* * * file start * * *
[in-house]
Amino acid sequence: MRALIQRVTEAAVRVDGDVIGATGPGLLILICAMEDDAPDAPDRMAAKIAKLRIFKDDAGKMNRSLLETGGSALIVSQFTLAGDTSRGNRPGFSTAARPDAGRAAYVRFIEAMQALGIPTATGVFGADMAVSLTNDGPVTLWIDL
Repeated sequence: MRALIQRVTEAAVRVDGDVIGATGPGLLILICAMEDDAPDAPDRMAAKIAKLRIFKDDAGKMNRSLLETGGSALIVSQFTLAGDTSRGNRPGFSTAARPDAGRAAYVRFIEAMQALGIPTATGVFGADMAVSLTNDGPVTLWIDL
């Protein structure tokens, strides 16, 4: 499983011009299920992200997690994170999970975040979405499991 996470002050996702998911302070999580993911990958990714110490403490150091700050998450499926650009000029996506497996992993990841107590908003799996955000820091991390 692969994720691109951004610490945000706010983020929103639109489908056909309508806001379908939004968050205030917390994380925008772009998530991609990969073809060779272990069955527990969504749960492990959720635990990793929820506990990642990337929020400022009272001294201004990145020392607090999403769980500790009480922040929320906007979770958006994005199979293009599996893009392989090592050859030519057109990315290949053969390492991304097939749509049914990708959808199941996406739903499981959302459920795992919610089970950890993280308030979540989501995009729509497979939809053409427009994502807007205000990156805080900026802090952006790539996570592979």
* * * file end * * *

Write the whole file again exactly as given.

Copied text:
[in-house]
Amino acid sequence: MRALIQRVTEAAVRVDGDVIGATGPGLLILICAMEDDAPDAPDRMAAKIAKLRIFKDDAGKMNRSLLETGGSALIVSQFTLAGDTSRGNRPGFSTAARPDAGRAAYVRFIEAMQALGIPTATGVFGADMAVSLTNDGPVTLWIDL
Repeated sequence: MRALIQRVTEAAVRVDGDVIGATGPGLLILICAMEDDAPDAPDRMAAKIAKLRIFKDDAGKMNRSLLETGGSALIVSQFTLAGDTSRGNRPGFSTAARPDAGRAAYVRFIEAMQALGIPTATGVFGADMAVSLTNDGPVTLWIDL
């Protein structure tokens, strides 16, 4: 499983011009299920992200997690994170999970975040979405499991 996470002050996702998911302070999580993911990958990714110490403490150091700050998450499926650009000029996506497996992993990841107590908003799996955000820091991390 692969994720691109951004610490945000706010983020929103639109489908056909309508806001379908939004968050205030917390994380925008772009998530991609990969073809060779272990069955527990969504749960492990959720635990990793929820506990990642990337929020400022009272001294201004990145020392607090999403769980500790009480922040929320906007979770958006994005199979293009599996893009392989090592050859030519057109990315290949053969390492991304097939749509049914990708959808199941996406739903499981959302459920795992919610089970950890993280308030979540989501995009729509497979939809053409427009994502807007205000990156805080900026802090952006790539996570592979």